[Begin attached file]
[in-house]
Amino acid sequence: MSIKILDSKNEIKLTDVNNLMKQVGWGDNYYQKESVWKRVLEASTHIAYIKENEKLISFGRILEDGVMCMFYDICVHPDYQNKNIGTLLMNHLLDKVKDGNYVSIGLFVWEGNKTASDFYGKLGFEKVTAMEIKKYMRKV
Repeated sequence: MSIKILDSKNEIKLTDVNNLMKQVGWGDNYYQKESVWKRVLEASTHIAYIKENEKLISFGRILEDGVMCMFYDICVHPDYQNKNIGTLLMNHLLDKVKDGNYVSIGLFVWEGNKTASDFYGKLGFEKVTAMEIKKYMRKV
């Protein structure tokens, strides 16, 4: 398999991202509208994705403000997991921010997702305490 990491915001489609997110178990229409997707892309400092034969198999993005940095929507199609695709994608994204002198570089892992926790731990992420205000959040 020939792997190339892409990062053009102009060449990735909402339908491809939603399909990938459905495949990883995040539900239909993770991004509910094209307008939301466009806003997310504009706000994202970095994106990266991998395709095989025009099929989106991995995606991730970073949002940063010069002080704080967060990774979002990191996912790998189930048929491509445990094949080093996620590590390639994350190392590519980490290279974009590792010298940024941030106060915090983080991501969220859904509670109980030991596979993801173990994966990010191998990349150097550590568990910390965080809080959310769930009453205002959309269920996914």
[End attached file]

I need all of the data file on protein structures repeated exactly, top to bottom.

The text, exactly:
[in-house]
Amino acid sequence: MSIKILDSKNEIKLTDVNNLMKQVGWGDNYYQKESVWKRVLEASTHIAYIKENEKLISFGRILEDGVMCMFYDICVHPDYQNKNIGTLLMNHLLDKVKDGNYVSIGLFVWEGNKTASDFYGKLGFEKVTAMEIKKYMRKV
Repeated sequence: MSIKILDSKNEIKLTDVNNLMKQVGWGDNYYQKESVWKRVLEASTHIAYIKENEKLISFGRILEDGVMCMFYDICVHPDYQNKNIGTLLMNHLLDKVKDGNYVSIGLFVWEGNKTASDFYGKLGFEKVTAMEIKKYMRKV
């Protein structure tokens, strides 16, 4: 398999991202509208994705403000997991921010997702305490 990491915001489609997110178990229409997707892309400092034969198999993005940095929507199609695709994608994204002198570089892992926790731990992420205000959040 020939792997190339892409990062053009102009060449990735909402339908491809939603399909990938459905495949990883995040539900239909993770991004509910094209307008939301466009806003997310504009706000994202970095994106990266991998395709095989025009099929989106991995995606991730970073949002940063010069002080704080967060990774979002990191996912790998189930048929491509445990094949080093996620590590390639994350190392590519980490290279974009590792010298940024941030106060915090983080991501969220859904509670109980030991596979993801173990994966990010191998990349150097550590568990910390965080809080959310769930009453205002959309269920996914």